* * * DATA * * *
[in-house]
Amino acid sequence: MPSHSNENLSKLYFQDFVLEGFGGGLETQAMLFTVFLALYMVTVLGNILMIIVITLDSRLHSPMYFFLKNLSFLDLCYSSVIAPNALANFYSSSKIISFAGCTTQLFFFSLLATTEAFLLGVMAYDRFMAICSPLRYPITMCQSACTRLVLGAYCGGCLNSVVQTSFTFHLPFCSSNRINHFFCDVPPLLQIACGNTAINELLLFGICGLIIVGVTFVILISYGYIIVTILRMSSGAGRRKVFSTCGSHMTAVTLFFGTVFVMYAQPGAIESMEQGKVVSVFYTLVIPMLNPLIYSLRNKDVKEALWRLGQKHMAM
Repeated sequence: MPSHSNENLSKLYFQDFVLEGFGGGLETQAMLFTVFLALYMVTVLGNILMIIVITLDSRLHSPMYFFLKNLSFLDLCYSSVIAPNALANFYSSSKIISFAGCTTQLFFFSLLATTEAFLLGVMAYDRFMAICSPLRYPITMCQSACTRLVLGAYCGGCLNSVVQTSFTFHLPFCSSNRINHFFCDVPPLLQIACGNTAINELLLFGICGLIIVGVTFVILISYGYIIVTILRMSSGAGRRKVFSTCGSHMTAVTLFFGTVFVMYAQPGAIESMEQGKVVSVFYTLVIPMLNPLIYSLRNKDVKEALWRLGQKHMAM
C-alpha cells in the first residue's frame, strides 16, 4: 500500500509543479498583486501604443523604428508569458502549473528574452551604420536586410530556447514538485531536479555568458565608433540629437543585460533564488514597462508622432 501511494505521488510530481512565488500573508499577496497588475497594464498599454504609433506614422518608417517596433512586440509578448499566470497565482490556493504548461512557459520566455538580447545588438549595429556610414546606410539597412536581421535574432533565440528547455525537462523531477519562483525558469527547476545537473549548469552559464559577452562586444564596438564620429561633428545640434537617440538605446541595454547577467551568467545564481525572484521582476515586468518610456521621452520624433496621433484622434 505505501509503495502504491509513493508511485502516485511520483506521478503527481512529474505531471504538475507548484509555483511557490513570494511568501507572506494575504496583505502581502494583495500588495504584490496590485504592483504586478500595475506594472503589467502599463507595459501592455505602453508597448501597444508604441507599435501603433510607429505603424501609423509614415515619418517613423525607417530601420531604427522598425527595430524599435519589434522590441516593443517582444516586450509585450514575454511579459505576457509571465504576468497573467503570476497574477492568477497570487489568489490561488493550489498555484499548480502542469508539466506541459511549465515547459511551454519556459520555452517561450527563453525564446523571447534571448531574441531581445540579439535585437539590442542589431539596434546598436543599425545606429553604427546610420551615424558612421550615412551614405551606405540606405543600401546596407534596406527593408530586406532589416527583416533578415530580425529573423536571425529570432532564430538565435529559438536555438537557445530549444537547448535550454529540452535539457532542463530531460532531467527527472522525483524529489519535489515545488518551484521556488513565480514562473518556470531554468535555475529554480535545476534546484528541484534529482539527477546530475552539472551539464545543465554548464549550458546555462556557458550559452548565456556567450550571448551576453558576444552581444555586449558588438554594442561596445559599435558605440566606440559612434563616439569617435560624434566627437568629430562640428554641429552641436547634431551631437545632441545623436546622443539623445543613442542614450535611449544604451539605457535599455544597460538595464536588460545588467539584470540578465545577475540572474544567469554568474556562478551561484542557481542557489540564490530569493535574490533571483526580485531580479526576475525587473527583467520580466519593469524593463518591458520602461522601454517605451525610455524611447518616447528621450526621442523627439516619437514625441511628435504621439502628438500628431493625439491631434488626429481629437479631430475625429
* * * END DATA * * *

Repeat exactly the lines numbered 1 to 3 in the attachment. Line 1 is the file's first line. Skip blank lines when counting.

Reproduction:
[in-house]
Amino acid sequence: MPSHSNENLSKLYFQDFVLEGFGGGLETQAMLFTVFLALYMVTVLGNILMIIVITLDSRLHSPMYFFLKNLSFLDLCYSSVIAPNALANFYSSSKIISFAGCTTQLFFFSLLATTEAFLLGVMAYDRFMAICSPLRYPITMCQSACTRLVLGAYCGGCLNSVVQTSFTFHLPFCSSNRINHFFCDVPPLLQIACGNTAINELLLFGICGLIIVGVTFVILISYGYIIVTILRMSSGAGRRKVFSTCGSHMTAVTLFFGTVFVMYAQPGAIESMEQGKVVSVFYTLVIPMLNPLIYSLRNKDVKEALWRLGQKHMAM
Repeated sequence: MPSHSNENLSKLYFQDFVLEGFGGGLETQAMLFTVFLALYMVTVLGNILMIIVITLDSRLHSPMYFFLKNLSFLDLCYSSVIAPNALANFYSSSKIISFAGCTTQLFFFSLLATTEAFLLGVMAYDRFMAICSPLRYPITMCQSACTRLVLGAYCGGCLNSVVQTSFTFHLPFCSSNRINHFFCDVPPLLQIACGNTAINELLLFGICGLIIVGVTFVILISYGYIIVTILRMSSGAGRRKVFSTCGSHMTAVTLFFGTVFVMYAQPGAIESMEQGKVVSVFYTLVIPMLNPLIYSLRNKDVKEALWRLGQKHMAM